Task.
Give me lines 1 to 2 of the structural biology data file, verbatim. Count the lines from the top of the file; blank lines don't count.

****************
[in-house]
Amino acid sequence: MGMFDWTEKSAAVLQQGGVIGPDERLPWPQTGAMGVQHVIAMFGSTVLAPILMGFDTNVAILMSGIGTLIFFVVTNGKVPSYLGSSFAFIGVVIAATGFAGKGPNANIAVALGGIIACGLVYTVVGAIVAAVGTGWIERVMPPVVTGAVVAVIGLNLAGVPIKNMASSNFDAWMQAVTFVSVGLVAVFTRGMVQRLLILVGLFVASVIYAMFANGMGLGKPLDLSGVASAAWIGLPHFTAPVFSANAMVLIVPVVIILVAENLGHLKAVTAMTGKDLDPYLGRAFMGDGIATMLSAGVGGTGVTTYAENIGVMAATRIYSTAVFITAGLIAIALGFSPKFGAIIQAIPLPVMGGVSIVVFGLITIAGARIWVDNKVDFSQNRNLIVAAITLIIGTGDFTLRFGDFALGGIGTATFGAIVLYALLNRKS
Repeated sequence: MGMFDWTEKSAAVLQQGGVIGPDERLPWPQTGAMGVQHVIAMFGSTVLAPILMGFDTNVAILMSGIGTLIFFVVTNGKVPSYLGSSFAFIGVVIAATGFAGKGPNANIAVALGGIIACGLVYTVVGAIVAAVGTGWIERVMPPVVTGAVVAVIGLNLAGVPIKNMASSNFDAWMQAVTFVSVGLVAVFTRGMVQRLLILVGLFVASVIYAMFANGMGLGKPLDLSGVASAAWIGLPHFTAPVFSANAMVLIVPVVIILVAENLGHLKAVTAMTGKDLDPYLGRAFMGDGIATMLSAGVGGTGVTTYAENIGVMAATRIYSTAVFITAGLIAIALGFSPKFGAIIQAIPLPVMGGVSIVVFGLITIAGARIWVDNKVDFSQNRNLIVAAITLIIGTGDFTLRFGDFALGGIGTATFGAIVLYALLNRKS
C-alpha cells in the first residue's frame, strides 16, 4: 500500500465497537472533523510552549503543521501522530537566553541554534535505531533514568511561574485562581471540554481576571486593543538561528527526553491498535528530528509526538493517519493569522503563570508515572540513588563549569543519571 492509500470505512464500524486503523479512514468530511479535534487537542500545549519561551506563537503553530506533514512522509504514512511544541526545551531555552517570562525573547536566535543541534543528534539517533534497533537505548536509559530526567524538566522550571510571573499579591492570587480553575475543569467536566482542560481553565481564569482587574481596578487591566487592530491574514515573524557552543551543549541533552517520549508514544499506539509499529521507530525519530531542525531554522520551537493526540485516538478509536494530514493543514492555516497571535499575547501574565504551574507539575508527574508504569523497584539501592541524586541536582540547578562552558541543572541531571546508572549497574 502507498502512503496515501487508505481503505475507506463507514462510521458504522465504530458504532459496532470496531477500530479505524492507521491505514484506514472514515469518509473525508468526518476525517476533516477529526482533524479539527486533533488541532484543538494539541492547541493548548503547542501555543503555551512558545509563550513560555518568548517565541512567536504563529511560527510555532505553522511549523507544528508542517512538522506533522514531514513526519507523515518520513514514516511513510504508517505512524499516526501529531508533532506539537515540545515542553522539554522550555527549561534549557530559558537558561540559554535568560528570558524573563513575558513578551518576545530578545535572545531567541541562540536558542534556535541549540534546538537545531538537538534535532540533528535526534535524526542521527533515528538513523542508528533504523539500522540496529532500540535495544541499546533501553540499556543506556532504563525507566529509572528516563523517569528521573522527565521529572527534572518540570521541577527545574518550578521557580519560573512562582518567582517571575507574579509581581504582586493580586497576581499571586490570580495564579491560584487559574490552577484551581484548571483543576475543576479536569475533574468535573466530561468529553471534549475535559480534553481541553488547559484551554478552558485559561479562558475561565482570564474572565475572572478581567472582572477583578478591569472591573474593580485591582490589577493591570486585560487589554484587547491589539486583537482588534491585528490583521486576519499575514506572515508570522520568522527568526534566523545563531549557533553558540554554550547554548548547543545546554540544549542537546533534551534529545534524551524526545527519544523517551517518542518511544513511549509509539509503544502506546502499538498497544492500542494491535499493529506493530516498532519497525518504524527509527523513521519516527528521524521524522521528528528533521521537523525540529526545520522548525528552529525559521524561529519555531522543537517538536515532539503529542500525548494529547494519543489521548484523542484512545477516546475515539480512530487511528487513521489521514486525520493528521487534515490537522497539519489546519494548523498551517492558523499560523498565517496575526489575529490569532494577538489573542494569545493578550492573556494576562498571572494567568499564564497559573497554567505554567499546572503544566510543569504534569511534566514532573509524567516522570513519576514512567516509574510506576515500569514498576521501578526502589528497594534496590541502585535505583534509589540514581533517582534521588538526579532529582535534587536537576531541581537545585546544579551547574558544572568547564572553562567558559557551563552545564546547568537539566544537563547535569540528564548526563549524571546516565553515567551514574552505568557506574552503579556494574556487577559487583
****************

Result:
[in-house]
Amino acid sequence: MGMFDWTEKSAAVLQQGGVIGPDERLPWPQTGAMGVQHVIAMFGSTVLAPILMGFDTNVAILMSGIGTLIFFVVTNGKVPSYLGSSFAFIGVVIAATGFAGKGPNANIAVALGGIIACGLVYTVVGAIVAAVGTGWIERVMPPVVTGAVVAVIGLNLAGVPIKNMASSNFDAWMQAVTFVSVGLVAVFTRGMVQRLLILVGLFVASVIYAMFANGMGLGKPLDLSGVASAAWIGLPHFTAPVFSANAMVLIVPVVIILVAENLGHLKAVTAMTGKDLDPYLGRAFMGDGIATMLSAGVGGTGVTTYAENIGVMAATRIYSTAVFITAGLIAIALGFSPKFGAIIQAIPLPVMGGVSIVVFGLITIAGARIWVDNKVDFSQNRNLIVAAITLIIGTGDFTLRFGDFALGGIGTATFGAIVLYALLNRKS